wood burning stove glass

hello , i have had my stove for about 2 months now and have noticed what can only be described as scratches or hairline cracks in the glass, when i rub my nail across the glass i can feel nothing and advice on what this is
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  • zeupaterzeupater Forumite
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    oakidoki wrote: »
    hello , i have had my stove for about 2 months now and have noticed what can only be described as scratches or hairline cracks in the glass, when i rub my nail across the glass i can feel nothing and advice on what this is
    Hi

    I've had my stove for over 15 years and the glass looks as good as new ......

    What are you using to clean the glass and how are you doing it ???
    "We are what we repeatedly do, excellence then is not an act, but a habit. " ...... Aristotle
    B)
  • am using like a window wipe should i use somthing else
  • The_EconomistThe_Economist Forumite
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    oakidoki wrote: »
    am using like a window wipe should i use somthing else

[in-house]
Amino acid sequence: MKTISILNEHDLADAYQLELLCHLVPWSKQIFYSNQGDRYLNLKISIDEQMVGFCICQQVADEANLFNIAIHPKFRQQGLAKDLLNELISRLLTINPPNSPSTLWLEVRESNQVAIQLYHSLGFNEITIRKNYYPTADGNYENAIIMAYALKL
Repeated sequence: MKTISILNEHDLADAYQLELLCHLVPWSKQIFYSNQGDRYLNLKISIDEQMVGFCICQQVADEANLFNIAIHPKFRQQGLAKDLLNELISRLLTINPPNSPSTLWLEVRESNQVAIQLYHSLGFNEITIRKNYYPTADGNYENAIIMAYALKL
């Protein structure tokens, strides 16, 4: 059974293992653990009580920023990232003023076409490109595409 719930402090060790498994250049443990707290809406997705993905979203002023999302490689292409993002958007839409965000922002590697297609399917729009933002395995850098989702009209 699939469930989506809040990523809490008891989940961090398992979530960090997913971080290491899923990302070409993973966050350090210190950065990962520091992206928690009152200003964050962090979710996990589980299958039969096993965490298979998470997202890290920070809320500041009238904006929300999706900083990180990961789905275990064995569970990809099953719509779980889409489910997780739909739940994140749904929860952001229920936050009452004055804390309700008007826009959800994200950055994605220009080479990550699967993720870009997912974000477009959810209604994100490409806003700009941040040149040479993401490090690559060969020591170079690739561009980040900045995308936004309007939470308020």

Use a hob and oven cream cleaner.
    If i could i would, but i cannot so i wont, but maybe one day i will.
  • ossianossian Forumite
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    Or better still use
    1. newspaper (then use to start fire)
    2. Wet Newspaper dipped in fine ash (no harsh remnants of coal). Clean off with dry newspaper.
    3. Oven cleaner if really dirty but 2 is usually fine and super cheep

    Only light fire when glass is dry.

    Can't comment on scratches, sorry
  • edited 22 November 2010 at 12:17PM
    grahamc2003grahamc2003 Forumite
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    edited 22 November 2010 at 12:17PM
    Any dirt on the inside of the glass should only be formed when the fire is lighting up. When hot, the glass should be clear, and any dirt (soot, tar) should be burnt off.

    Tar on the inside means the smoke (which always contains water too) has condensed (happens in the chimneyt too). Firstly, when up to temperature, there should be no smoke in the combustion chamber to condense - again, a sign that either the fire isn't hot enough, or enough air isn't getting through to burn the smoke. Even coal won't smoke when the fires hot and enough air is getting in. If you look at you chimney pot, you should only see a white gas coming out (which is actually water droplets, the other products of combustions being invisible, and certainly no smoke (once the fire is up to temperature). Smoke is simply unburnt hydrocarbons, and if it comes out the top, you can be certain it has condensed into tar inside your chimney and deposited soot.